ImpediMed welcomes NCCN’s updated breast cancer guidelines to provide early lymphoedema screening
The National Comprehensive Care Network (NCCN) has updated its Guidelines for Breast Cancer regarding early detection and diagnosis of lymphoedema, which ImpediMed (ASX: IPD) hopes to take advantage of with its non-invasive bioimpedance spectrometry (BIS) test and Lymphoedema Prevention Program (LPP).
The update follows requests from Vanderbilt University School of Nursing, Lymphatic Education and Research Network and the American Society of Breast Surgeons Foundation to the NCCN to recommend early surveillance with ImpediMed’s BIS test.
This would enable detection of subclinical breast cancer-related lymphoedema. In turn, it would result in early intervention, which would reduce the need for complete decongestive physiotherapy.
Although, the BIS test itself wasn’t stated, the updated clinical practice guidelines now encourage healthcare providers to consider pre-treatment measurements for patients with lymphoedema risk factors.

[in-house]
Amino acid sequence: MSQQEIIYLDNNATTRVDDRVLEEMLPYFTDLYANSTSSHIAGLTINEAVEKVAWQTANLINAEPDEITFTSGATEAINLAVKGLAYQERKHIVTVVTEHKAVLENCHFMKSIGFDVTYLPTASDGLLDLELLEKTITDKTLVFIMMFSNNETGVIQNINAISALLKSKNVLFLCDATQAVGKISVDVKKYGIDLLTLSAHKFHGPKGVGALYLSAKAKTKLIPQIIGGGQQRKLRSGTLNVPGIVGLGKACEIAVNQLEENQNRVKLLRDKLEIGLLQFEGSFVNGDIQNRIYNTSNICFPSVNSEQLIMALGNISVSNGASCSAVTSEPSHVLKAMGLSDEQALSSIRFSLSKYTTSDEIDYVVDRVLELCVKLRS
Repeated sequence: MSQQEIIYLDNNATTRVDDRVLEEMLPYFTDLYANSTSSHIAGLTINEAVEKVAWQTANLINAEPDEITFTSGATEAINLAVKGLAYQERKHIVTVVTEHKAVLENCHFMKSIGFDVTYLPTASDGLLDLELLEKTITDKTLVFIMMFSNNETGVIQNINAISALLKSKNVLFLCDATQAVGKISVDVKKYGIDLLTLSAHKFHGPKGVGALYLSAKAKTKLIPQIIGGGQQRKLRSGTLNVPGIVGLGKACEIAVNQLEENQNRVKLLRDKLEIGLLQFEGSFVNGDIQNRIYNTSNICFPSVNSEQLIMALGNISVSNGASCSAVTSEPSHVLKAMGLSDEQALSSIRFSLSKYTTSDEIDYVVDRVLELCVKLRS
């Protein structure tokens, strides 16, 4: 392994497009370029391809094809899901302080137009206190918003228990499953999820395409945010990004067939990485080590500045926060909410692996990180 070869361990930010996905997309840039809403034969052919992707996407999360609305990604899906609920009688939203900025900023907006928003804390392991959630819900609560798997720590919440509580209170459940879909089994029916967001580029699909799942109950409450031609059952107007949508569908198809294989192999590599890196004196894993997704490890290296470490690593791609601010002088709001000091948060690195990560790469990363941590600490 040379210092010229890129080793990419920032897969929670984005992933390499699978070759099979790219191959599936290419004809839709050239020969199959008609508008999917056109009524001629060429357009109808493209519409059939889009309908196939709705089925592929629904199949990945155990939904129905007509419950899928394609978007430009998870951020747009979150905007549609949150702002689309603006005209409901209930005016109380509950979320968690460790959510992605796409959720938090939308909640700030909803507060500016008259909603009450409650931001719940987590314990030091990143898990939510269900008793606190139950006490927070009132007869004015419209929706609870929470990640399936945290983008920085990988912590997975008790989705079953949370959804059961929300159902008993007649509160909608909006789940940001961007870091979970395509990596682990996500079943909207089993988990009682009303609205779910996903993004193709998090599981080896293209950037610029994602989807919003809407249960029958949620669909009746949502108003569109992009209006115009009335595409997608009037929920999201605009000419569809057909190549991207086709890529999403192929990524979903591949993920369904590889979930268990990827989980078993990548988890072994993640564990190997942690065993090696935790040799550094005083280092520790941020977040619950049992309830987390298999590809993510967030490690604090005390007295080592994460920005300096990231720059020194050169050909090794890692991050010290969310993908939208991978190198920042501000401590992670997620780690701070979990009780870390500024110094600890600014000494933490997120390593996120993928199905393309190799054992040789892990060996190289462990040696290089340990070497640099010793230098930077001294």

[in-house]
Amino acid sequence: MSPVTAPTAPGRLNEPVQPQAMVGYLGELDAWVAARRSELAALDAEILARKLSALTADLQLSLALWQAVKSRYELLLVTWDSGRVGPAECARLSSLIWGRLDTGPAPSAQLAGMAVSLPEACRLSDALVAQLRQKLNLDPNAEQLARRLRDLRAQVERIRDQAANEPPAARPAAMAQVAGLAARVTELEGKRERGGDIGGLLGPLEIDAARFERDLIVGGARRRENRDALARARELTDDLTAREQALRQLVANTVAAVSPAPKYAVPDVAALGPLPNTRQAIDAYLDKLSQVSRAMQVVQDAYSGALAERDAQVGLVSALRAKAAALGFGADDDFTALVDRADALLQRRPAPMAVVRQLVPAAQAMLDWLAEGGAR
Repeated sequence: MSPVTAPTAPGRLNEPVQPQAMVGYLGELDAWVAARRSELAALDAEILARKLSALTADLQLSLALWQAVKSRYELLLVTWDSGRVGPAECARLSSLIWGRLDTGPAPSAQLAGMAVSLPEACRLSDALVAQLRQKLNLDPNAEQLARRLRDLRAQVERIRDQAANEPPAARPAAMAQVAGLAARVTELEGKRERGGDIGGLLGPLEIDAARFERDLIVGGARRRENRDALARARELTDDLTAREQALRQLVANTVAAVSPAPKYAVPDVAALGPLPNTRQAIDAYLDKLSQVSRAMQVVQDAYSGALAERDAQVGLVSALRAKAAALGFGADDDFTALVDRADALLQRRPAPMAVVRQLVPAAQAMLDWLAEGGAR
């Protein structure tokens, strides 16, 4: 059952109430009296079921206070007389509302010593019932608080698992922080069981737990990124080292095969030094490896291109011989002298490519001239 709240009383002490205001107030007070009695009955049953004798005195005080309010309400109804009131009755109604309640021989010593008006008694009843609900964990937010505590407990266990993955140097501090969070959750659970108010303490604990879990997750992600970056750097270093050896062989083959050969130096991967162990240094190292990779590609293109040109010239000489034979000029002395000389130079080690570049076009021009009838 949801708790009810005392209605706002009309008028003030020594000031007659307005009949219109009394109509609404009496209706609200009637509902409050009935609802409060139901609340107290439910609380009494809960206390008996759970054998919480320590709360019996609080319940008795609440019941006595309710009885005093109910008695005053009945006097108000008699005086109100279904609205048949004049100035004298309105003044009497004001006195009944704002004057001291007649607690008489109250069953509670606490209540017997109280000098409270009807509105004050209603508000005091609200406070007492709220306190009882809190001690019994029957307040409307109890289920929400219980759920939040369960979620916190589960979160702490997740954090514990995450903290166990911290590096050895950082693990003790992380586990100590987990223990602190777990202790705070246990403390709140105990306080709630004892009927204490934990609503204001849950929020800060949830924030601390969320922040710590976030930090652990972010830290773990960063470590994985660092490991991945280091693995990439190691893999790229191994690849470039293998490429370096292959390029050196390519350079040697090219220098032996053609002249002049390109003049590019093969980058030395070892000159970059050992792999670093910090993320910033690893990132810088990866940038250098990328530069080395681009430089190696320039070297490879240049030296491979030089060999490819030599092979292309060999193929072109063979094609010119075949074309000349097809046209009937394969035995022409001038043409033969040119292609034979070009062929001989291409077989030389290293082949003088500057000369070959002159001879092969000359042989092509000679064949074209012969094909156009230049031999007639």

“The recent update to the NCCN guidelines shows that the medical community recognises the impact of lymphoedema on cancer survivors and the value of programs like ImpediMed’s LPP to address it,” ImpediMed chief executive officer and managing director Richard Carreon said.
The NCCN guidelines are widely referenced by providers and decision-makers when implementing or updating care and coverage of oncology patient services.
ImpediMed’s LPP aims to end cancer-related lymphoedema.
According to ImpediMed, it is estimated one-in-three cancer survivors will develop lymphoedema.
Of the 15.5 million cancer survivors in the US, more than 5.5 million are suffering from persistent cancer-related lymphoedema, with presentation usually occurring within the first 36 months.
The company noted lymphoedema was also one the most feared consequences of cancer survival.
ImpediMed’s test, trigger, treat protocol involves measuring fluid status and tissue composition with BIS technology in its SOZO device and platform.
When it is identified prior to visible symptoms, during the subclinical stage, cancer-related lymphoedema is “readily reversible” and “easily treatable”.
Preliminary results using ImpediMed’s technology have results in a 95% reduction in lymphoedema progression.